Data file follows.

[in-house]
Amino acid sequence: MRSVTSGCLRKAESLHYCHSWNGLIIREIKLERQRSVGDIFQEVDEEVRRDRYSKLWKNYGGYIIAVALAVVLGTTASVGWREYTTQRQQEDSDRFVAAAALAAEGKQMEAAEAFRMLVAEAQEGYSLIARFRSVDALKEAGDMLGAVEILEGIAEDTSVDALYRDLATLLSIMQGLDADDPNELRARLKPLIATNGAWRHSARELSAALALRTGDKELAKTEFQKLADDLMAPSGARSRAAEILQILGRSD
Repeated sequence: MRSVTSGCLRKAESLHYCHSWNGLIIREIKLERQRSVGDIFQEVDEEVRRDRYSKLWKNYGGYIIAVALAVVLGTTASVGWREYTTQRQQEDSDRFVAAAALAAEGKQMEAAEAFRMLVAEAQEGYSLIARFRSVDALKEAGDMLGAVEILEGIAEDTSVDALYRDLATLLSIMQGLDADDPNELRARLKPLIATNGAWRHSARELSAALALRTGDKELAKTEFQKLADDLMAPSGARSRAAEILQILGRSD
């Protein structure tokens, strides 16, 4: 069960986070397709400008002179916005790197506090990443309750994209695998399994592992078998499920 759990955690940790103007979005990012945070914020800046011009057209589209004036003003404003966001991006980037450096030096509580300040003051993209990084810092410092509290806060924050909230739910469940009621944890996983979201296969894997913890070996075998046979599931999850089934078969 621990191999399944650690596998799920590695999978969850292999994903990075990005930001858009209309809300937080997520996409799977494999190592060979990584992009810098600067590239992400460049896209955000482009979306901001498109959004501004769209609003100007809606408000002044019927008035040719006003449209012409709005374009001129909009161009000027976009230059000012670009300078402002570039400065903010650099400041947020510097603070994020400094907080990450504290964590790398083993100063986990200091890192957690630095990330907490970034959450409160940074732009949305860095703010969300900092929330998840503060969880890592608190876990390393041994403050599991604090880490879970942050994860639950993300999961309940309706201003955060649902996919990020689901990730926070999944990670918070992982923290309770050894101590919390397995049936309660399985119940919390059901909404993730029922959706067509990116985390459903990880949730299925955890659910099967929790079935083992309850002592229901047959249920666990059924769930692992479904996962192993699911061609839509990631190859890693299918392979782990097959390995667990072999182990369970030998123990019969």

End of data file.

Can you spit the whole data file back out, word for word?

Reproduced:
[in-house]
Amino acid sequence: MRSVTSGCLRKAESLHYCHSWNGLIIREIKLERQRSVGDIFQEVDEEVRRDRYSKLWKNYGGYIIAVALAVVLGTTASVGWREYTTQRQQEDSDRFVAAAALAAEGKQMEAAEAFRMLVAEAQEGYSLIARFRSVDALKEAGDMLGAVEILEGIAEDTSVDALYRDLATLLSIMQGLDADDPNELRARLKPLIATNGAWRHSARELSAALALRTGDKELAKTEFQKLADDLMAPSGARSRAAEILQILGRSD
Repeated sequence: MRSVTSGCLRKAESLHYCHSWNGLIIREIKLERQRSVGDIFQEVDEEVRRDRYSKLWKNYGGYIIAVALAVVLGTTASVGWREYTTQRQQEDSDRFVAAAALAAEGKQMEAAEAFRMLVAEAQEGYSLIARFRSVDALKEAGDMLGAVEILEGIAEDTSVDALYRDLATLLSIMQGLDADDPNELRARLKPLIATNGAWRHSARELSAALALRTGDKELAKTEFQKLADDLMAPSGARSRAAEILQILGRSD
């Protein structure tokens, strides 16, 4: 069960986070397709400008002179916005790197506090990443309750994209695998399994592992078998499920 759990955690940790103007979005990012945070914020800046011009057209589209004036003003404003966001991006980037450096030096509580300040003051993209990084810092410092509290806060924050909230739910469940009621944890996983979201296969894997913890070996075998046979599931999850089934078969 621990191999399944650690596998799920590695999978969850292999994903990075990005930001858009209309809300937080997520996409799977494999190592060979990584992009810098600067590239992400460049896209955000482009979306901001498109959004501004769209609003100007809606408000002044019927008035040719006003449209012409709005374009001129909009161009000027976009230059000012670009300078402002570039400065903010650099400041947020510097603070994020400094907080990450504290964590790398083993100063986990200091890192957690630095990330907490970034959450409160940074732009949305860095703010969300900092929330998840503060969880890592608190876990390393041994403050599991604090880490879970942050994860639950993300999961309940309706201003955060649902996919990020689901990730926070999944990670918070992982923290309770050894101590919390397995049936309660399985119940919390059901909404993730029922959706067509990116985390459903990880949730299925955890659910099967929790079935083992309850002592229901047959249920666990059924769930692992479904996962192993699911061609839509990631190859890693299918392979782990097959390995667990072999182990369970030998123990019969």